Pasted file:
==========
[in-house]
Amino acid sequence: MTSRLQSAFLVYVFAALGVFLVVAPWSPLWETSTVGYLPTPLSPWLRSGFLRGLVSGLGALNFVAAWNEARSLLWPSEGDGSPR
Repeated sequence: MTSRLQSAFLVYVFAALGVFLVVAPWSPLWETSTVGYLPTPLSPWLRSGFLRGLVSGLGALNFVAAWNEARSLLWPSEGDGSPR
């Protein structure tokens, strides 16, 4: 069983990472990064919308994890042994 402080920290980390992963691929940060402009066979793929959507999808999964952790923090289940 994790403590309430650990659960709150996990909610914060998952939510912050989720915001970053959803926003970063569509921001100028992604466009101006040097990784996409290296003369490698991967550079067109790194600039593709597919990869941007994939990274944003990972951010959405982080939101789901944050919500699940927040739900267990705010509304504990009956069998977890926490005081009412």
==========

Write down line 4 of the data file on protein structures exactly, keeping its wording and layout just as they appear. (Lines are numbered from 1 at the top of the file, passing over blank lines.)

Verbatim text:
């Protein structure tokens, strides 16, 4: 069983990472990064919308994890042994 402080920290980390992963691929940060402009066979793929959507999808999964952790923090289940 994790403590309430650990659960709150996990909610914060998952939510912050989720915001970053959803926003970063569509921001100028992604466009101006040097990784996409290296003369490698991967550079067109790194600039593709597919990869941007994939990274944003990972951010959405982080939101789901944050919500699940927040739900267990705010509304504990009956069998977890926490005081009412």